The Arkansas Department of Environmental Quality (ADEQ) director has confirmed there is a “review and investigation” to see if funding mechanisms available to the city of Fort Smith under its recycling program were properly used in light of recent revelations the city sent more than 90% of its recycled materials to the Fort Smith Landfill from October 2014-Present.
ADEQ Director Becky Keogh confirmed the review in a phone conversation with Talk Business & Politics Tuesday morning (May 23), noting it was in progress and in no way a confirmation the city had done anything illegal. That said, she said the agency was looking at two areas in particular — grant funding and tipping fees.
Talk Business & Politics previously confirmed through ADEQ and the Sebastian County Regional Solid Waste Management District (SCRSWMD) the 2016 purchase of 1,000 recycling cans for the city in the amount of $56,285.28 in spite of the fact the city was knowingly sending most recycled materials to the landfill, which did not offer proper protections. As a result, collected materials were contaminated and mingled with solid waste.
Where tipping fees come into play is in the structure for handling solid waste versus recycling. If the city takes solid waste materials to its landfill, it sends what is called a “tipping” or “gate” fee to the Department of Finance Administration (DFA). A portion of that money goes to ADEQ, Keogh said. But should the city claim the materials as “recyclables,” it receives a credit for those tipping fees as incentive for recycling. The question: of the more than 90% recycling that ended up contaminated or mixed in with solid waste, how much, if any, was reported to the ADEQ for credit?
Keogh reiterated the city may not have reported recyclables in such a manner given they knew of the issue going back to 2014, but said there could be responsibility “in arrears” for any credits to which it was not entitled.
The ADEQ provided this statement to Talk Business & Politics: “For calendar year 2016, the City of Fort Smith received 248,728.93 tons of solid waste; they reported waste reductions of 4,570.5 tons; and paid $366,237.56 ($1.50 per ton) in disposal fees.
“Disposal fees are sent directly to ADEQ from the solid waste facility. No more than 20% of the funds collected are used by ADEQ for the administration of a solid waste management and recycling program. The remaining moneys are deposited in the Solid Waste Management and Recycling Fund which is distributed to the eighteen Regional Solid Waste Management Districts (RSWMDs). The City of Fort Smith is part of the Sebastian County RSWMD.
“Currently, ADEQ is reviewing the City of Fort Smith’s waste reduction credits. Regulated Waste Operations requested information on the waste reduction credits that were claimed on the quarterly disposal fee reports for calendar years 2015 and 2016. City of Fort Smith Landfill Director, Alan Spangler has not yet responded to ADEQ’s request.”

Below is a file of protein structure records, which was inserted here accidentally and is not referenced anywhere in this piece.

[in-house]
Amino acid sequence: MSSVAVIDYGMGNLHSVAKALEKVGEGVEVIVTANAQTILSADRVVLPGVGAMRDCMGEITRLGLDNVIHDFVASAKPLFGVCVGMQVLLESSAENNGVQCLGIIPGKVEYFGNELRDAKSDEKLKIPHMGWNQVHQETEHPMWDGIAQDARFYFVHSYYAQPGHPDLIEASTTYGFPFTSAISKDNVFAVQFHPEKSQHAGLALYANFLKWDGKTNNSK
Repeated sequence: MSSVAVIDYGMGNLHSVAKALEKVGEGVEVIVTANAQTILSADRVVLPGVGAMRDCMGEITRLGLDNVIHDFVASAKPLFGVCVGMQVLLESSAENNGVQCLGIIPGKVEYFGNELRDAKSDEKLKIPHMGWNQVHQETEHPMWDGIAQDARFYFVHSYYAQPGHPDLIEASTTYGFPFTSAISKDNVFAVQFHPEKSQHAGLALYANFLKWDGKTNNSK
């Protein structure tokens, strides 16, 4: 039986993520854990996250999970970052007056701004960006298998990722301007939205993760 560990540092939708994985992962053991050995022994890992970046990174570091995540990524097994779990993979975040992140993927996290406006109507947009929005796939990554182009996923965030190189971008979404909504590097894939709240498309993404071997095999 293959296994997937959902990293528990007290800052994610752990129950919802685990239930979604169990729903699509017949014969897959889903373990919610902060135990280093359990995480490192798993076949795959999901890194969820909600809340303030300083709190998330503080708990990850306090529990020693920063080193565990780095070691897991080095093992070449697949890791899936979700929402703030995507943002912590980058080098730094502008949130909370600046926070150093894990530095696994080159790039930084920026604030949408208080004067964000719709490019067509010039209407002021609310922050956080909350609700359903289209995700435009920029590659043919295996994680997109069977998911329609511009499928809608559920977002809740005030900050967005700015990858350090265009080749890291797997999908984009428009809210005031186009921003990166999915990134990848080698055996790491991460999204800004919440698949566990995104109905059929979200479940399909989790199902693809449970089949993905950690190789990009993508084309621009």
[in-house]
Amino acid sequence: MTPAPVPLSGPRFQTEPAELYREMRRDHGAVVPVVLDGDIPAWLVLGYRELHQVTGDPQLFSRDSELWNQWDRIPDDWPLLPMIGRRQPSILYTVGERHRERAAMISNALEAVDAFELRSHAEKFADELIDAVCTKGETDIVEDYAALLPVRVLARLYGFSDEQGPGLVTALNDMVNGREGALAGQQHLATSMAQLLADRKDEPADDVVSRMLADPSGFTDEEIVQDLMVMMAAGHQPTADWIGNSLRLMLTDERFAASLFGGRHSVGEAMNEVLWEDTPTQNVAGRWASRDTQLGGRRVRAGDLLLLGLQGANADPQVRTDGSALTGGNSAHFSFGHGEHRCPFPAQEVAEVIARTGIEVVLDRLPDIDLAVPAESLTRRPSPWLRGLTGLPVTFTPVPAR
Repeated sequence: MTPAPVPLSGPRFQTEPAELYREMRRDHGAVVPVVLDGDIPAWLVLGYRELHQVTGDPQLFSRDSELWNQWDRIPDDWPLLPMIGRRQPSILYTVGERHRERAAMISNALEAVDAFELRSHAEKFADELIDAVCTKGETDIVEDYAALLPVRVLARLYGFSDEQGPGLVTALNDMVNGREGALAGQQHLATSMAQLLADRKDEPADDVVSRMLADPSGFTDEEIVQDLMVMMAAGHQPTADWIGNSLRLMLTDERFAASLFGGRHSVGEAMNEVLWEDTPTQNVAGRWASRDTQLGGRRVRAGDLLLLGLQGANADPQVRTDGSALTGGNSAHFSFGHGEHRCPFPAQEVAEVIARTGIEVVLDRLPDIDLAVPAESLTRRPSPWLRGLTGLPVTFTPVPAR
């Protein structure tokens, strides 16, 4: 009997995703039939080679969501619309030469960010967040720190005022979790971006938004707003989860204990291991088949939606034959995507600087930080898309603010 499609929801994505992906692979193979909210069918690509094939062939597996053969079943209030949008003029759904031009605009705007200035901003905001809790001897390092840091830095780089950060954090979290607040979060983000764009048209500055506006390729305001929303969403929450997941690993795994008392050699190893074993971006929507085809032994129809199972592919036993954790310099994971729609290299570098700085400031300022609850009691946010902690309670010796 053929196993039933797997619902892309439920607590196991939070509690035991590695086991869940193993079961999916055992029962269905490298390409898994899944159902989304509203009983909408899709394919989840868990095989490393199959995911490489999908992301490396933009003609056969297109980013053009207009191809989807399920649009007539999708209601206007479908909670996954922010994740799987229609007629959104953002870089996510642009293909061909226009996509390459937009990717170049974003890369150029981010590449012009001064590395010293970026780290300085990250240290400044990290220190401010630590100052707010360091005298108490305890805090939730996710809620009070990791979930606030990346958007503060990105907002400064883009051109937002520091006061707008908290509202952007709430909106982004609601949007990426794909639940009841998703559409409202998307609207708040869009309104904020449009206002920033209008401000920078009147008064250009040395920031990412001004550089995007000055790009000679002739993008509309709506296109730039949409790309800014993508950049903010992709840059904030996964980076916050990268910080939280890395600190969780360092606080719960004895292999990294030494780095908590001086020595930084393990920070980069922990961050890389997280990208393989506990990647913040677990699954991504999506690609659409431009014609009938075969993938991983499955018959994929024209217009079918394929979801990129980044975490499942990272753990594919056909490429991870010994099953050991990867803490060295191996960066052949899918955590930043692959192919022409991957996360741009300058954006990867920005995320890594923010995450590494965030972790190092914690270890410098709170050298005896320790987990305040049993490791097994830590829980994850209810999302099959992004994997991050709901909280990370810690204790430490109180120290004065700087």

Spangler is the city’s landfill director.
Geffken, in Tuesday afternoon comments to Talk Business & Politics, said “ADEQ has asked if Sanitation took credit for recycling that was not sent to a recycler.”
“If we haven’t done so already, we will be providing ADEQ the information for which they have asked. Jeff (Dingman, Deputy City Administrator) will be able to provide additional information later this week,” Geffken said.
RECYCLING PROBLEM SUMMARY
The city of Fort Smith collected an estimated 8,667.46 tons of recycling from October 2014-May 1, 2017. This estimate encompasses 6,073.46 tons of recycling from October 2014 through June 2016 while the city still had an informal agreement in place with Green Source Recycling Center out of Clarksville, Ark. That ended in late June 2016, after which all materials were landfilled. From the 6,073 number, 5,322.14 tons (87.63%) were disposed of at Fort Smith Landfill, where the city also sent 100% of the 1,478 tons it collected from November 2016-May 1, 2017. This latter data was revealed shortly following the May 1 press release from city administration that incorrectly stated the practice had only occurred from November 2016.
Averaging the 27 months of hard data on total collections equals more than 279 tons of recycling collected per month. Using that figure to fill in the four-month gap (July 2016-October 2016) arrives at an estimate of 7,916.14 tons of recycling that were landfilled during the full 31-month period.
In short, the city likely collected 8,667.46 total tons of recycling during the period under review by the ADEQ and recycled only 751.32 tons, or 8.67%. Green Source rejected the vast majority of materials during its agreement with the city due to quality concerns and accepted the last partial load on June 27, 2016.
The Fort Smith Board of Directors is conducting a study session Tuesday night to review options for the recycling program.